Honestly, do a search of “survival gear” on Pinterest. I did this a couple of days ago after thinking “what if I take a bad step on a hike and end up at the bottom of a ravine with a broken leg?” Run that search, like I did, and without going too far down the page you’ll be hitting a lot of posts about guns, knives, bug-out-bags and how to make smoke bombs and man-traps and disappear from the government’s radar. On Pinterest. It only gets weirder from there. There’s a lot of acronyms like SHTF and TEOTWAKI and a surprising amount of bullshit about the zombie apocalypse. I like reading posts about how to make a fishhook from a pop can pull, or the best way to make an “every day carry” Altoid tin survival can against the event that you get dropped into the wilderness somehow on your commute to work, and of course a lot of the gadgets are clever… but does anyone really need a tactical tomahawk in their bug-out-bag? Or for that matter, at all? Wouldn’t a decent-quality hatchet be much more useful in a survival situation?
The truth is that a lot of what I see about “survivalism” is all about fleeing to the hills and living off the land with the mere contents of your backpack and your rugged manliness. But in a real disaster situation, history shows that most often choose to hunker down and help each other out. Unless you’re in a situation where there is a complete and permanent breakdown of law and order (and I genuinely can’t think of a realistic scenario where that would happen) your best bet is to stay put and wait for help. That’s Emergency Logic 101: Don’t make the situation worse. Abandoning everything you have and heading into the hills doesn’t make you more likely to survive a disaster; it makes you likely to become a refugee… or a looter, which I suppose is the situation where a tactical tomahawk would be of use: breaking and entering, and if anyone tries to stop you…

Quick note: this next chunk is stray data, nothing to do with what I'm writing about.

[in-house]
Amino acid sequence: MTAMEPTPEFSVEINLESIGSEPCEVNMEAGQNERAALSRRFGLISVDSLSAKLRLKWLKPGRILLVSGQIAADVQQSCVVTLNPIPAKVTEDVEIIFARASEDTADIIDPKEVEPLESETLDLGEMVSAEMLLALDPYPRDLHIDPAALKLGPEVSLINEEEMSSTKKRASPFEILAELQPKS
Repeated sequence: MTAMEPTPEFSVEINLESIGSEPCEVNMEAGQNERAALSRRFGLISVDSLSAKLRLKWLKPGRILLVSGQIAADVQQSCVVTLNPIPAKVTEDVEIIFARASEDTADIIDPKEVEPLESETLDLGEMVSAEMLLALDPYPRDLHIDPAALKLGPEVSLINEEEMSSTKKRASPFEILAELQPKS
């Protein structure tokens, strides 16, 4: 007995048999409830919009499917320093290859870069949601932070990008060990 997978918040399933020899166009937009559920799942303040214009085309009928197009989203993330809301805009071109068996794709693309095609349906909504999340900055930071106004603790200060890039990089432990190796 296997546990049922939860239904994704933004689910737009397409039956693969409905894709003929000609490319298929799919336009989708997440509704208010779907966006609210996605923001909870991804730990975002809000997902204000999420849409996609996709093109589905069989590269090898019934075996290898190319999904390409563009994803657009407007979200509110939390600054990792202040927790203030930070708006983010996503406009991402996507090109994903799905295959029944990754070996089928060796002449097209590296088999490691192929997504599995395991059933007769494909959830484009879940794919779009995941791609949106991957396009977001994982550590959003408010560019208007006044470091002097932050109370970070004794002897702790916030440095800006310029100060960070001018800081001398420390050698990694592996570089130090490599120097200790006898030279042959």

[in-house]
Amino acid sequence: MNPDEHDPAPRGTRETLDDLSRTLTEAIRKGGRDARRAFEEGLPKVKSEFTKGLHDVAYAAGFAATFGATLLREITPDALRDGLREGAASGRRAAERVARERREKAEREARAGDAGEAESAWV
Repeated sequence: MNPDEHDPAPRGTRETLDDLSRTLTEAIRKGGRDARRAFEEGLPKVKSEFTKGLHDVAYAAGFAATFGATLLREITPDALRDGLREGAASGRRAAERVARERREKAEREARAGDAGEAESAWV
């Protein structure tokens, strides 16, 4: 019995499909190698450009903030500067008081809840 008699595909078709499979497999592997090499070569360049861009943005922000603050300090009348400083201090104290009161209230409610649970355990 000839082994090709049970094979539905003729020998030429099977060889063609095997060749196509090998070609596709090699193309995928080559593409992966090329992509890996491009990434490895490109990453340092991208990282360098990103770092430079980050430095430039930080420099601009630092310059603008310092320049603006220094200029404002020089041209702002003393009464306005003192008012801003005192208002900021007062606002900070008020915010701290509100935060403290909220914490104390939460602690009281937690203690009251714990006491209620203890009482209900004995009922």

The truth is a lot of the-end-of-the-world-as-we-know-it stuff on the internet nothing but escapism, no matter how seriously its enthusiasts take it. (I suspect that’s why zombies tend to feature so prominently.) In real life, people pull together. The government pulls out all the stops (with greater or lesser competence) to save lives and restore normalcy. When the Big One hits, there will be no gangs of armed S&M enthusiasts with inexplicable stunt-driving skills, nobody will have to eat anyone else, and the people who’ll decide that law and order no longer applies will be the problem, not the solution. That post-apocalyptic fiction I like? One of the best and most plausible books is Pat Frank’s classic Alas, Babylon which is set after a nuclear war between the USA and the USSR; the protagonist starts out trying to protect his family and almost immediately ends up organizing a growing number of people to — guess what? — reestablish a zone of law and order and a semblance of normalcy. People are social creatures. Survival, in a disaster, means helping other people, being helped in return and not, emphatically not, making it worse than it needs to be. The rugged, solo hero escaping the ruins of civilization with a bag full of tricks and a steely glint in his eye? Nothing but a fantasy.
But goddamn, does the fantasy sell a lot of expensive shit.